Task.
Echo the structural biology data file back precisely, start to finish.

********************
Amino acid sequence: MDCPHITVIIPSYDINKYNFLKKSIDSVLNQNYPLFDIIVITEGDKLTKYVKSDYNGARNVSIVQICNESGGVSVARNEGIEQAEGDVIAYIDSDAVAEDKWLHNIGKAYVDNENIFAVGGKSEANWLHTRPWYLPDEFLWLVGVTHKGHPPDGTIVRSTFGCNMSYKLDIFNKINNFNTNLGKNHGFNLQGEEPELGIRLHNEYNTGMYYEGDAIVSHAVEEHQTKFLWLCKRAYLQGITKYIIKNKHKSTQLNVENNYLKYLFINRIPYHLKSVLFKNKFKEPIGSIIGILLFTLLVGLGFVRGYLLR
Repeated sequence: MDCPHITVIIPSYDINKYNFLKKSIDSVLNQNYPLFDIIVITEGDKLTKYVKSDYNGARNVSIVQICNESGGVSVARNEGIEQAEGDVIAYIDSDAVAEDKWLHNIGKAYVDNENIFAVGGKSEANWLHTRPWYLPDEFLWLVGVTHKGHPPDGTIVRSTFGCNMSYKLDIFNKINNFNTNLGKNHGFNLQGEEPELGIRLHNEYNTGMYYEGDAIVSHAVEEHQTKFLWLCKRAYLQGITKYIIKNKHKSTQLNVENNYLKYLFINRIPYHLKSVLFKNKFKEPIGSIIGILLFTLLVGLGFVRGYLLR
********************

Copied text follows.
Amino acid sequence: MDCPHITVIIPSYDINKYNFLKKSIDSVLNQNYPLFDIIVITEGDKLTKYVKSDYNGARNVSIVQICNESGGVSVARNEGIEQAEGDVIAYIDSDAVAEDKWLHNIGKAYVDNENIFAVGGKSEANWLHTRPWYLPDEFLWLVGVTHKGHPPDGTIVRSTFGCNMSYKLDIFNKINNFNTNLGKNHGFNLQGEEPELGIRLHNEYNTGMYYEGDAIVSHAVEEHQTKFLWLCKRAYLQGITKYIIKNKHKSTQLNVENNYLKYLFINRIPYHLKSVLFKNKFKEPIGSIIGILLFTLLVGLGFVRGYLLR
Repeated sequence: MDCPHITVIIPSYDINKYNFLKKSIDSVLNQNYPLFDIIVITEGDKLTKYVKSDYNGARNVSIVQICNESGGVSVARNEGIEQAEGDVIAYIDSDAVAEDKWLHNIGKAYVDNENIFAVGGKSEANWLHTRPWYLPDEFLWLVGVTHKGHPPDGTIVRSTFGCNMSYKLDIFNKINNFNTNLGKNHGFNLQGEEPELGIRLHNEYNTGMYYEGDAIVSHAVEEHQTKFLWLCKRAYLQGITKYIIKNKHKSTQLNVENNYLKYLFINRIPYHLKSVLFKNKFKEPIGSIIGILLFTLLVGLGFVRGYLLR